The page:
Emotional Classroom

Lori Jackson


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PRESSURE PACKED WORLD

Apr 23, 2018 7:00:00 PM / by Lori Jackson posted in Behaviors, Emotions

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Keeping your emotions in check is a delicate balance for all of us. What would you think if you were asked to:

Grade 50 papers. 

OK.

Now, do it in an hour. 

Alright, that's challenging.

Now add you've just had a major fight with a good friend, your washing machine flooded your house. And your car has a flat-tire.

Well....

You'd probably ask if you could grade papers another time. Some individuals might respond to normal events in an over the top way. Maybe they verbally 'bite heads-off''. If we had to guess, all of the events listed above would probably make you feel frustrated, sad, angry, worried, and maybe even overwhelmed.

We get it! It is incredibly difficult to get things done when your emotions are in control.  

Now, let's think about our students as they come to school each day.  

  • How are they feeling when they arrive?  
  • How about as they navigate their day?  
  • Did they get enough sleep, are they hungry, have a disagreement with a friend, do their homework?  

Being a kid is tough.

Event after event keeps coming. Our students are collecting emotions every step of the way. What we know is that if a student is not managing their collection of accumulating emotions throughout their day, they're not going to be able to get much done.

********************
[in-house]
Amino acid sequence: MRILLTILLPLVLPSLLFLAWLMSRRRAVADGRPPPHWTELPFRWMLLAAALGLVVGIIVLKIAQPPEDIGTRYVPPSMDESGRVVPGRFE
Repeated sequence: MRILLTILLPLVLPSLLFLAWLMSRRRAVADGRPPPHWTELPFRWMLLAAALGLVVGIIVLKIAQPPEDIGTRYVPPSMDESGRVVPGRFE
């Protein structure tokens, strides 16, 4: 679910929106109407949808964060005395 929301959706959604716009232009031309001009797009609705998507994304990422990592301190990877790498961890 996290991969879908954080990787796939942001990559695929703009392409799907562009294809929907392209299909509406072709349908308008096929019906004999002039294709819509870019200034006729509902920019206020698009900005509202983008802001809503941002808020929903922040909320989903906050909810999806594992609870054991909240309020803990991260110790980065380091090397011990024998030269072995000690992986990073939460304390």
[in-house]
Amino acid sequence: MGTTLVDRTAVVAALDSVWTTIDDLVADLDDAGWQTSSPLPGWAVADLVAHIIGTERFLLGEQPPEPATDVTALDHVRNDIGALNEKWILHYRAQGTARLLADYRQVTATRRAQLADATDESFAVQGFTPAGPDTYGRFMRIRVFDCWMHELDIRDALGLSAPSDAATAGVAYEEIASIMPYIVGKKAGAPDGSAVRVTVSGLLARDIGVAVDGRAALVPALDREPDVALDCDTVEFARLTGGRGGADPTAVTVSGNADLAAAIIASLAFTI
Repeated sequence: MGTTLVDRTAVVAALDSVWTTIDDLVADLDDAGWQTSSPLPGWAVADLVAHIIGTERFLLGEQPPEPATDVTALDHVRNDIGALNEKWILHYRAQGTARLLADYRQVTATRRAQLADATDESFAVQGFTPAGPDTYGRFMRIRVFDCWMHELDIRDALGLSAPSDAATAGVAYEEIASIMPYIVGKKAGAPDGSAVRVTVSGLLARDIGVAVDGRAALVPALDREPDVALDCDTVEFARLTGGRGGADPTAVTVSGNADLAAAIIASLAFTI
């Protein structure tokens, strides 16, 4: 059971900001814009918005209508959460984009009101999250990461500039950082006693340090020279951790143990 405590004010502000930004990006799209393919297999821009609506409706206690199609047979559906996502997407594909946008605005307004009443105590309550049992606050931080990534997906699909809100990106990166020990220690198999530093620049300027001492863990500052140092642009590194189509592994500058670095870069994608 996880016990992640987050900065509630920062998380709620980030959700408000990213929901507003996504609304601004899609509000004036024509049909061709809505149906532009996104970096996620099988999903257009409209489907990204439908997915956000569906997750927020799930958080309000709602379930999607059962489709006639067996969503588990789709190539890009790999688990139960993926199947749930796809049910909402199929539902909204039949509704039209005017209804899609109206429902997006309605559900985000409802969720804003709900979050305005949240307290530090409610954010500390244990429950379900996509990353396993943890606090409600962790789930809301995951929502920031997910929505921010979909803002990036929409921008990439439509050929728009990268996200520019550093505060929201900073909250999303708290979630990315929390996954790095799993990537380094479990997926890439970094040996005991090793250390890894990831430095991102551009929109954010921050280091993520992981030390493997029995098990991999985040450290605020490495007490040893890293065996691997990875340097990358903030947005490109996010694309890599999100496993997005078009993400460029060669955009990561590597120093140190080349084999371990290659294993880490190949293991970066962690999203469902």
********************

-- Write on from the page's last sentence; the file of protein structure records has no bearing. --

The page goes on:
Let's face it, we aren't born knowing how to do math or read.  The same holds true for managing our emotions. We wouldn't ask kids to learn how to read, write or do math on their own. So what's-up with thinking they come with the skills and ideas to be have developed emotional regulation skills?

Teach Emotional Regulation

This brings us to The Connections Model's philosphophy and using KidConnect.  

It's time that we teach kids the steps to understand how they feel, so they can manage how they behave.  More than stickers, thermometers, colors or emoji faces.

We use open discussions and real emotions, real activities, in real life, and in real time.

Are you ready? Let's get started teaching emotional regulation.

Students learn how to manage their emotions by learning to understand what events, things, and places trigger different emotions in themselves. This is done through adding 5 - 10 minutes of your time a day to make emotions a part of your classroom. In the beginning it may feel awkward. That's OK.

BTW in a few weeks you're students will be Ready2Learn and your stress level will be down.

When you use the KidConnect Classroom app, and visit the KidConnect Clubhouse, you'll get the information and the tools to support your students and their emotions. Your students will have a real time tool which will help THEM understand what is driving their behavior and the emotions that led them there.